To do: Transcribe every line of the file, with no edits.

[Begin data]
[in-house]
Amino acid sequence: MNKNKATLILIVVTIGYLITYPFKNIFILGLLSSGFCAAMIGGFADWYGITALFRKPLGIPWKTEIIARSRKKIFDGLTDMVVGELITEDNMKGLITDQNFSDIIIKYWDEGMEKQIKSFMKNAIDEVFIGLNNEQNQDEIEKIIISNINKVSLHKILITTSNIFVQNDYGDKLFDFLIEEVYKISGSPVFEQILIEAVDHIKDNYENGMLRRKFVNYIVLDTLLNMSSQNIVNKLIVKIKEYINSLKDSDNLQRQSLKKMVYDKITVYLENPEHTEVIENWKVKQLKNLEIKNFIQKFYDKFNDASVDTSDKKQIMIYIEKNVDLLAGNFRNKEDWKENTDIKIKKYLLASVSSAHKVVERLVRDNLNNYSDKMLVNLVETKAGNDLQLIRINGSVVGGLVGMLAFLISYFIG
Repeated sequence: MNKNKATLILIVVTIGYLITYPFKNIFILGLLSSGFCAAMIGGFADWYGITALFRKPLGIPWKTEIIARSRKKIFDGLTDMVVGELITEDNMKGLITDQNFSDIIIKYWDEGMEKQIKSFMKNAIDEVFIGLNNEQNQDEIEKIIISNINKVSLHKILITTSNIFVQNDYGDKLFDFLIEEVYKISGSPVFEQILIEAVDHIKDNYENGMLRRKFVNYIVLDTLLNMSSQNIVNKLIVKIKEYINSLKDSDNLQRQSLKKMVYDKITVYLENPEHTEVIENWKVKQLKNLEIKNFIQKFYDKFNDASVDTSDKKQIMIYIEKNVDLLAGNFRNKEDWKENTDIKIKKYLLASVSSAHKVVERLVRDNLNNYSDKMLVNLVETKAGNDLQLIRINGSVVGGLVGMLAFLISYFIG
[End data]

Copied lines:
[in-house]
Amino acid sequence: MNKNKATLILIVVTIGYLITYPFKNIFILGLLSSGFCAAMIGGFADWYGITALFRKPLGIPWKTEIIARSRKKIFDGLTDMVVGELITEDNMKGLITDQNFSDIIIKYWDEGMEKQIKSFMKNAIDEVFIGLNNEQNQDEIEKIIISNINKVSLHKILITTSNIFVQNDYGDKLFDFLIEEVYKISGSPVFEQILIEAVDHIKDNYENGMLRRKFVNYIVLDTLLNMSSQNIVNKLIVKIKEYINSLKDSDNLQRQSLKKMVYDKITVYLENPEHTEVIENWKVKQLKNLEIKNFIQKFYDKFNDASVDTSDKKQIMIYIEKNVDLLAGNFRNKEDWKENTDIKIKKYLLASVSSAHKVVERLVRDNLNNYSDKMLVNLVETKAGNDLQLIRINGSVVGGLVGMLAFLISYFIG
Repeated sequence: MNKNKATLILIVVTIGYLITYPFKNIFILGLLSSGFCAAMIGGFADWYGITALFRKPLGIPWKTEIIARSRKKIFDGLTDMVVGELITEDNMKGLITDQNFSDIIIKYWDEGMEKQIKSFMKNAIDEVFIGLNNEQNQDEIEKIIISNINKVSLHKILITTSNIFVQNDYGDKLFDFLIEEVYKISGSPVFEQILIEAVDHIKDNYENGMLRRKFVNYIVLDTLLNMSSQNIVNKLIVKIKEYINSLKDSDNLQRQSLKKMVYDKITVYLENPEHTEVIENWKVKQLKNLEIKNFIQKFYDKFNDASVDTSDKKQIMIYIEKNVDLLAGNFRNKEDWKENTDIKIKKYLLASVSSAHKVVERLVRDNLNNYSDKMLVNLVETKAGNDLQLIRINGSVVGGLVGMLAFLISYFIG